• Leila Mirzaei
  • Hasan Ashayeri
  • Nasrin Najafi
  • Mohammad Reza Keyhani



Abstract. Objective: The development of motor skills in preschool children plays a fundamental role in
subsequent learning, with some researchers believing that motor skill learning determines future learning, and superior mental processes result from the proper development of the perceptual-motor systems. Motor performance in children affects their learning skills, so the lack of proper motor activity is a hurdle involved in a child’s explorative, playing and learning experiences. Method This descriptive, analytical study is cross-sectional in nature. The researcher described and analyzed the motor skill of two subject groups, one consisting of normal girls and the other consisting of educable mentally retarded girls, aged 4 to 5, across Tehran’s kindergartens. Multistage randomization was performed to select a statistical population totaling 60 subjects. The test consisted of two parts; one assessed the gross motor skills and the other assessed the fine motor skills. Results: Data were analyzed by the analysis of variance and t-test. The results indicated that there was a statistically significant deference between 4 and 5-year old normal and educable mentally retarded girls. There was not a significant difference between 5-year old normal and educable mentally retarded girls in terms of the mean value of the fine and gross motor skills and their sub-categories. There was not a significant difference between 4 and 5-year old normal girls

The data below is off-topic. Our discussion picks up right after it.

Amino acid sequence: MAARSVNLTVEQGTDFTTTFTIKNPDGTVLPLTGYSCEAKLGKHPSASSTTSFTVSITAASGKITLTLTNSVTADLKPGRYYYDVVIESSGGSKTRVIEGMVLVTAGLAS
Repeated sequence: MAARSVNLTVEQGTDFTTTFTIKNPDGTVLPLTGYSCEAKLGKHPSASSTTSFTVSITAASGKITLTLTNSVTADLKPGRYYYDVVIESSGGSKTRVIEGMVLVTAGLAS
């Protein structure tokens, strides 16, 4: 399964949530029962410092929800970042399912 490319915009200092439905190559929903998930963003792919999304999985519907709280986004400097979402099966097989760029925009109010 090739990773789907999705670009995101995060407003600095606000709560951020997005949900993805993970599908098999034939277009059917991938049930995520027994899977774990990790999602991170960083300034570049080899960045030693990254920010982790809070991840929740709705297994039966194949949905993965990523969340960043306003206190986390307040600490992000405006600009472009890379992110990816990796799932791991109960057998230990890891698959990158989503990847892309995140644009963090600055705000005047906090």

in the fine and gross skills based on the Peabody test. Conclusion: Mentally retarded girls had lower ability at gross and soft motor skills than normal girls, and the Peabody test was a proper method to examine this property.
Keywords: Motor skills, mentally retarded children, Peabody test


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